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US companies add far fewer jobs than forecast, ADP data show

A help wanted sign at an arcade on the boardwalk in Ocean City, N.J.
A help wanted sign at an arcade on the boardwalk in Ocean City, N.J.Ted Shaffrey/Associated Press

US companies added far fewer jobs than expected in July, indicating persistent hiring obstacles despite broader improvement in the economy.

Businesses’ payrolls increased by 330,000 last month, the smallest gain since February, after a revised 680,000 gain in June, according to ADP Research Institute data released Wednesday. The figure fell short of all economists’ estimates in a Bloomberg survey. The median estimate was for a 690,000 rise.

The slowdown in hiring underscores the challenges of a full labor market recovery. Firms are trying to keep pace with an unleashing of pent-up demand, but it will take time to fill a now-record number of open positions.

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The ADP data showed a broad moderation in employment growth. While the report and government data don’t always move in lock-step, the smaller advance could temper expectations for an outsize gain in official payrolls figures on Friday. The hiring deceleration was acute in leisure and hospitality, an industry that has the longest road to recovery.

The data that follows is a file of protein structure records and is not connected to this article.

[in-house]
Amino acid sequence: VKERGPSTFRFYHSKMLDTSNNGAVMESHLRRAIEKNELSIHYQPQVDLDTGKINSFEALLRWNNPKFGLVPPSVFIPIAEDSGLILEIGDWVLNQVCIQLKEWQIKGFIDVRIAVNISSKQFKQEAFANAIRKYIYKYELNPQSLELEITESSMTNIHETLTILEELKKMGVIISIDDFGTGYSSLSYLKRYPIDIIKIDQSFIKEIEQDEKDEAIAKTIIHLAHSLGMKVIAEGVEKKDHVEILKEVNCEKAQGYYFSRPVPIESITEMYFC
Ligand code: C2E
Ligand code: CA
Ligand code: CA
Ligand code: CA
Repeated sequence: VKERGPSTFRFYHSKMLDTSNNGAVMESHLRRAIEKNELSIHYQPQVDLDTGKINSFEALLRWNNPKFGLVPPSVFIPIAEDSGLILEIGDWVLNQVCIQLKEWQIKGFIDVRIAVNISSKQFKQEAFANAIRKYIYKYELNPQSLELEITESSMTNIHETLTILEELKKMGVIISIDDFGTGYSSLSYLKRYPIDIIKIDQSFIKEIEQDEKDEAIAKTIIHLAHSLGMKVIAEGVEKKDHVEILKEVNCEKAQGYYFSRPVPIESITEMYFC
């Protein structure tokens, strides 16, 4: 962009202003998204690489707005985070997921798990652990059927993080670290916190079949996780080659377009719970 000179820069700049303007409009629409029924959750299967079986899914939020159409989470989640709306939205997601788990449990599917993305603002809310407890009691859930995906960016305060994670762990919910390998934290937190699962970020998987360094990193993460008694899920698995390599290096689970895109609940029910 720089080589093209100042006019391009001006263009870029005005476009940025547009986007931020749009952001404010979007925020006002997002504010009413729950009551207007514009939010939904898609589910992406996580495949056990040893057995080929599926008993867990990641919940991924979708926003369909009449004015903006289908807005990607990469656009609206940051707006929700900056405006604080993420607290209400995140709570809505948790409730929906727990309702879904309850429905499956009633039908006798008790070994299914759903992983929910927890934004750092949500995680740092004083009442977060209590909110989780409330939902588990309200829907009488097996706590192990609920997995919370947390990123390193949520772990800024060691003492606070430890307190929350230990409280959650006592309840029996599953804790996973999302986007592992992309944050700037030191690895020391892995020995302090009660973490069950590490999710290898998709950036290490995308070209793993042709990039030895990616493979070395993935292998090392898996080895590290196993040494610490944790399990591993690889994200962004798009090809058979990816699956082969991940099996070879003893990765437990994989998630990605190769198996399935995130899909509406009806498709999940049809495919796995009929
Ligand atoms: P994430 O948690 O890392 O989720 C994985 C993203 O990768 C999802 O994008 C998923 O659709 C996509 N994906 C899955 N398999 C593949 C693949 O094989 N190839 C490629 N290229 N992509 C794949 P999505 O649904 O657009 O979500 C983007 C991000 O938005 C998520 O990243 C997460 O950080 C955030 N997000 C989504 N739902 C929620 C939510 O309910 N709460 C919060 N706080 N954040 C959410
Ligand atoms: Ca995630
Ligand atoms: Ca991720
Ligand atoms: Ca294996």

The yield on the 10-year Treasury note declined after the figures, falling as low as 1.13 percent.

Service-provider employment increased 318,000 in July. Payrolls at leisure and hospitality businesses rose 139,000 during the month, also the smallest advance since February.

Payrolls at goods producers rose by 12,000. Employment at construction firms increased by just 1,000 in July.

‘’July payroll data reports a marked slowdown from the second quarter pace in jobs growth,’’ Nela Richardson, ADP’s chief economist, said in a statement. ‘’Bottlenecks in hiring continue to hold back stronger gains, particularly in light of new covid-19 concerns tied to viral variants.’’

The figures come just before the government’s monthly jobs report, and economists expect private payrolls to jump 718,000 in July. The unemployment rate is projected to fall to 5.7 percent as participation improves.

ADP’s payroll data represent firms employing nearly 26 million workers in the United States.

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